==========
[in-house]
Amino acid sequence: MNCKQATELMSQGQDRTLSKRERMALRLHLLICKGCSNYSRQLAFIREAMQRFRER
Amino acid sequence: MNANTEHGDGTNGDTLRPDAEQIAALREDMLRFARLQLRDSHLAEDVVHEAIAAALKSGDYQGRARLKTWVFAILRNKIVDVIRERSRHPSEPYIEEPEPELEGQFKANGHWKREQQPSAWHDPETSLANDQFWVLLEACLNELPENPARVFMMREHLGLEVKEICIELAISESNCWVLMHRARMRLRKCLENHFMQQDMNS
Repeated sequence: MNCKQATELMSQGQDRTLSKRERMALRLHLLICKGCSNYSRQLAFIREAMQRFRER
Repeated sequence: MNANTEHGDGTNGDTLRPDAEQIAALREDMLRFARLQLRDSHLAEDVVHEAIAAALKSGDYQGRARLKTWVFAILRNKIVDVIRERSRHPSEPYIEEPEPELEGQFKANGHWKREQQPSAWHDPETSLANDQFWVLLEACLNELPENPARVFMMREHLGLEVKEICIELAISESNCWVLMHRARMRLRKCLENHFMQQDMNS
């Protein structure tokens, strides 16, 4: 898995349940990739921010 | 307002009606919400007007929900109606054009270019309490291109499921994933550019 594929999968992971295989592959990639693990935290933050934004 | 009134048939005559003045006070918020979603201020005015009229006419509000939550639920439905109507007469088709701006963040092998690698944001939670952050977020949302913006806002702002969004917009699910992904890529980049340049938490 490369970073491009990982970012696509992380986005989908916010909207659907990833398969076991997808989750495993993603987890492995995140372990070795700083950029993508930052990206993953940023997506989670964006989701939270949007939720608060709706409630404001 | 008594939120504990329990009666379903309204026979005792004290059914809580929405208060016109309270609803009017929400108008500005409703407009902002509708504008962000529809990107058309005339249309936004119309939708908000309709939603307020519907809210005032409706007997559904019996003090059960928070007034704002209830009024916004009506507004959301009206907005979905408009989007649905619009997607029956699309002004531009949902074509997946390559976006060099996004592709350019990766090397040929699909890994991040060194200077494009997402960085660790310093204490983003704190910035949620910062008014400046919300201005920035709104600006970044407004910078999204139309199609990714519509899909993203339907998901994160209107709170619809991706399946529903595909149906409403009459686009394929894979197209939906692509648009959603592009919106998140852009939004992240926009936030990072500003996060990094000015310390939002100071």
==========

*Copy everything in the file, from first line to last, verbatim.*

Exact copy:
[in-house]
Amino acid sequence: MNCKQATELMSQGQDRTLSKRERMALRLHLLICKGCSNYSRQLAFIREAMQRFRER
Amino acid sequence: MNANTEHGDGTNGDTLRPDAEQIAALREDMLRFARLQLRDSHLAEDVVHEAIAAALKSGDYQGRARLKTWVFAILRNKIVDVIRERSRHPSEPYIEEPEPELEGQFKANGHWKREQQPSAWHDPETSLANDQFWVLLEACLNELPENPARVFMMREHLGLEVKEICIELAISESNCWVLMHRARMRLRKCLENHFMQQDMNS
Repeated sequence: MNCKQATELMSQGQDRTLSKRERMALRLHLLICKGCSNYSRQLAFIREAMQRFRER
Repeated sequence: MNANTEHGDGTNGDTLRPDAEQIAALREDMLRFARLQLRDSHLAEDVVHEAIAAALKSGDYQGRARLKTWVFAILRNKIVDVIRERSRHPSEPYIEEPEPELEGQFKANGHWKREQQPSAWHDPETSLANDQFWVLLEACLNELPENPARVFMMREHLGLEVKEICIELAISESNCWVLMHRARMRLRKCLENHFMQQDMNS
């Protein structure tokens, strides 16, 4: 898995349940990739921010 | 307002009606919400007007929900109606054009270019309490291109499921994933550019 594929999968992971295989592959990639693990935290933050934004 | 009134048939005559003045006070918020979603201020005015009229006419509000939550639920439905109507007469088709701006963040092998690698944001939670952050977020949302913006806002702002969004917009699910992904890529980049340049938490 490369970073491009990982970012696509992380986005989908916010909207659907990833398969076991997808989750495993993603987890492995995140372990070795700083950029993508930052990206993953940023997506989670964006989701939270949007939720608060709706409630404001 | 008594939120504990329990009666379903309204026979005792004290059914809580929405208060016109309270609803009017929400108008500005409703407009902002509708504008962000529809990107058309005339249309936004119309939708908000309709939603307020519907809210005032409706007997559904019996003090059960928070007034704002209830009024916004009506507004959301009206907005979905408009989007649905619009997607029956699309002004531009949902074509997946390559976006060099996004592709350019990766090397040929699909890994991040060194200077494009997402960085660790310093204490983003704190910035949620910062008014400046919300201005920035709104600006970044407004910078999204139309199609990714519509899909993203339907998901994160209107709170619809991706399946529903595909149906409403009459686009394929894979197209939906692509648009959603592009919106998140852009939004992240926009936030990072500003996060990094000015310390939002100071």